Troops to stay in Afghanistan past 2014?

Prime Minister Harper has refused to rule out keeping Canadian special operations forces in Afghanistan past the scheduled 2014 end of the Canadian mission.

Harper’s comments were made in response to a report that the United States has asked the Canadian and Australian special forces to remain in Afghanistan to work with U.S. special forces after regular NATO forces have left the country (Steven Chase, “PM plans to ‘examine all options’ on 2014 withdrawal,” Globe and Mail, 25 April 2012):

Stephen Harper is leaving the door open once again to extending Canada’s military participation in the costly Afghanistan war.

When the Official Opposition NDP pressed the Prime Minister on Wednesday about reports the United States has asked Canada to stay in Afghanistan beyond 2014, Mr. Harper said the government would “examine all options.”…

If the Prime Minister extended Canada’s military deployment beyond 2014, it would be the fourth time he has prolonged the soldiering commitment to Afghanistan – including 2006, 2008 and 2010.

David Pugliese, the journalist who uncovered the U.S. request, has more on the story (“U.S. wants Canadian troops in Afghanistan beyond 2014: Special forces could stay past withdrawal,” Postmedia News, 25 April 2012):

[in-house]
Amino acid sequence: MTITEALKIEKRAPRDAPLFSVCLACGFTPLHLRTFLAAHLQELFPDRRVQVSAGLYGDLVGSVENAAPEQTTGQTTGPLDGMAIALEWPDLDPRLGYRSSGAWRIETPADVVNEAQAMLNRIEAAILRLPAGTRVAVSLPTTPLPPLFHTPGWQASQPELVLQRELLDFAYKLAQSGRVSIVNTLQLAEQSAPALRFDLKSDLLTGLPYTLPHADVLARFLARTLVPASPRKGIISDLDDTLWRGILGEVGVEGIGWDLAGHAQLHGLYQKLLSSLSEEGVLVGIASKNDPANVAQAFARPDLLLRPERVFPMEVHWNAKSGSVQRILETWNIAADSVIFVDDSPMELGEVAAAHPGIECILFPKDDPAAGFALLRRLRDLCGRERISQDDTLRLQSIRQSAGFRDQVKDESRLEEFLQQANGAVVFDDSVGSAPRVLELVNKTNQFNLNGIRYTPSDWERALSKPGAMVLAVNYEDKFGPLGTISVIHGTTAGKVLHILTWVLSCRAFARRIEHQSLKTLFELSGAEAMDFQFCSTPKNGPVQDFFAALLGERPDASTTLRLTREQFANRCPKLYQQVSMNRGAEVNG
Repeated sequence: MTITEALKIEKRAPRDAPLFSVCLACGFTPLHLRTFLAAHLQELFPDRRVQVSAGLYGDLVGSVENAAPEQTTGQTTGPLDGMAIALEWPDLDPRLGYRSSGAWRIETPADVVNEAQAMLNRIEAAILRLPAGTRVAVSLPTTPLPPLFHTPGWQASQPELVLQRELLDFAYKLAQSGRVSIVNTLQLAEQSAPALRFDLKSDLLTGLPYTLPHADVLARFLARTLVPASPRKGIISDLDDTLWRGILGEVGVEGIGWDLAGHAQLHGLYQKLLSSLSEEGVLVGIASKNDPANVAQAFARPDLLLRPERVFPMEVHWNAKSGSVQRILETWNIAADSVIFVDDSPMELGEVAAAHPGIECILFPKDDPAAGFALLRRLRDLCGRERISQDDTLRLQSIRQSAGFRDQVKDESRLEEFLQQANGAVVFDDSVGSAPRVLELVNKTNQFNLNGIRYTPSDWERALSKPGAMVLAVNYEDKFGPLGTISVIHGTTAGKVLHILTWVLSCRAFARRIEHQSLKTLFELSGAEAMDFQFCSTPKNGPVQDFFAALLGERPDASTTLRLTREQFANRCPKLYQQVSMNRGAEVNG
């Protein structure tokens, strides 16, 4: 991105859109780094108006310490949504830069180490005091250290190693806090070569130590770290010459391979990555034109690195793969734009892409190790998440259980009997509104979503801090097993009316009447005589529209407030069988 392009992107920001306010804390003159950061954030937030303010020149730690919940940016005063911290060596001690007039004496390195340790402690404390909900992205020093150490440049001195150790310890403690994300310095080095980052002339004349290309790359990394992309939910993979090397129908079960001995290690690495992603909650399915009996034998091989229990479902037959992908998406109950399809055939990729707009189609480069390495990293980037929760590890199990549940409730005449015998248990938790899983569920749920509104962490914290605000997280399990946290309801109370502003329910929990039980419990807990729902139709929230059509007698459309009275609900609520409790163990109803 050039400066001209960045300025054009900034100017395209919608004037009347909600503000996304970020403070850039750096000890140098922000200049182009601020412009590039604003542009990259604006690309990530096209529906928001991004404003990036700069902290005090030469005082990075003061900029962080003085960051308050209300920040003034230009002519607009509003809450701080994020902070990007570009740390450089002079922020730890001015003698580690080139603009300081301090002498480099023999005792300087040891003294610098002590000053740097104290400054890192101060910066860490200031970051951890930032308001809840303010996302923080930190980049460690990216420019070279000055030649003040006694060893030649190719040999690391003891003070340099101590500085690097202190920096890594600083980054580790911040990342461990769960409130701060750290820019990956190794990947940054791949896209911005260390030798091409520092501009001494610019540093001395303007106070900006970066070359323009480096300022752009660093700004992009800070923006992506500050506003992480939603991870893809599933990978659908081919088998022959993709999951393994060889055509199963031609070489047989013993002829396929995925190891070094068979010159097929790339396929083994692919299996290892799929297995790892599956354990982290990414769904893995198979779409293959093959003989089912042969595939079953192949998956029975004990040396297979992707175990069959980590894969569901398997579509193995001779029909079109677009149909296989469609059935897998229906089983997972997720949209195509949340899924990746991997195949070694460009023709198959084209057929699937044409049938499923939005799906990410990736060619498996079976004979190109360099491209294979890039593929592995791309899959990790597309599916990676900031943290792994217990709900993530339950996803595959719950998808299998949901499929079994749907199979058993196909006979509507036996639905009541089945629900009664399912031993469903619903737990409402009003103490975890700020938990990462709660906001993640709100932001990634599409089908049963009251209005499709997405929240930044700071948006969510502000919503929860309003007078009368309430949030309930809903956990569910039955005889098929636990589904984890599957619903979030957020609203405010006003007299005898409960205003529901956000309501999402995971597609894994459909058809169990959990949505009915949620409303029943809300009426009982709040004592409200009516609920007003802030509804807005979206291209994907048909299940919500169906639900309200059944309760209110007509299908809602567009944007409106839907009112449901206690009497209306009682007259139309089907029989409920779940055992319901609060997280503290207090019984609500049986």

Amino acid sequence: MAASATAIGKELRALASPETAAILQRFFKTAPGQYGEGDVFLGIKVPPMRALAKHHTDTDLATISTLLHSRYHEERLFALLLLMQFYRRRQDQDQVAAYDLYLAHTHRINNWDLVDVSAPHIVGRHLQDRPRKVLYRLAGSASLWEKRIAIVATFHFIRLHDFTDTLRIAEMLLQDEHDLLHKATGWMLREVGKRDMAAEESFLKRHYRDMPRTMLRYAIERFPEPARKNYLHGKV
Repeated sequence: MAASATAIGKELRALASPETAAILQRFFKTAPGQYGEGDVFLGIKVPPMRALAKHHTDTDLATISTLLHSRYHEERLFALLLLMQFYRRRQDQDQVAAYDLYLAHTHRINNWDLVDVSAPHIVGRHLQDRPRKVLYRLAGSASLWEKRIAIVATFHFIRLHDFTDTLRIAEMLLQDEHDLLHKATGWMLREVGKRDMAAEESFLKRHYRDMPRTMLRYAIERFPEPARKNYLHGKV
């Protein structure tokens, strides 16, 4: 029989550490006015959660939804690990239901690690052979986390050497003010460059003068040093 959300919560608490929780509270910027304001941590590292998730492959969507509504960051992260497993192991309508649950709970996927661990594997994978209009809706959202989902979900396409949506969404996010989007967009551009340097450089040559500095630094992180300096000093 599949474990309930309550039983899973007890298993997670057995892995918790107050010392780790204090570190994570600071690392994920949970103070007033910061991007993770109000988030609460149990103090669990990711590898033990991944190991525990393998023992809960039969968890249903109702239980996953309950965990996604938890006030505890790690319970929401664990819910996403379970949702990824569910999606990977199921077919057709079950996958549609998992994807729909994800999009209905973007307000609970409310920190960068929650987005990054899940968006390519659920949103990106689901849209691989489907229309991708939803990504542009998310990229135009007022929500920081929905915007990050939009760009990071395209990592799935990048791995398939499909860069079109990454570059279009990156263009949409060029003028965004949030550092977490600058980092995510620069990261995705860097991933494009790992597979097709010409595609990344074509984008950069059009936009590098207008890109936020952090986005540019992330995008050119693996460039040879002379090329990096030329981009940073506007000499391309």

U.S. and Canadian officials are in talks over a Pentagon request to keep Canadian special forces in Afghanistan beyond the 2014 withdrawal the Conservative government promised.

The U.S. has devised a plan to leave thousands of its special forces troops in Afghanistan beyond 2014 to both train Afghan soldiers and hunt insurgent leaders.

It has asked both Australia and Canada to contribute special forces for both of those missions.

Australia has announced it will bring its troops home from Afghanistan a year earlier than planned, with most soldiers withdrawn in 2013. But Australia’s prime minister already has signalled that her country is open to “provide niche training to the Afghan National Security Forces after 2014.”

“We are prepared to consider a limited special forces contribution – in the right circumstances and under the right mandate,” Prime Minister Julia Gillard said.

Asked to comment on the U.S. request, Jay Paxton, spokesperson for Defence Minister Peter MacKay, said “the government has been clear that the role of the Canadian Forces will be in a non-combat role until 2014. The ultimate objective is to help Afghans rebuild Afghanistan into a viable country that is better governed, more stable and secure and never again a safe haven for terrorists.”

Under the Pentagon plan, U.S. army Green Berets would conduct much of the training. Soldiers from the Canadian Special Operations Regiment have in the past worked closely with the Green Berets in training foreign troops.

Russia has also called for the U.S. and other NATO countries to remain in Afghanistan.

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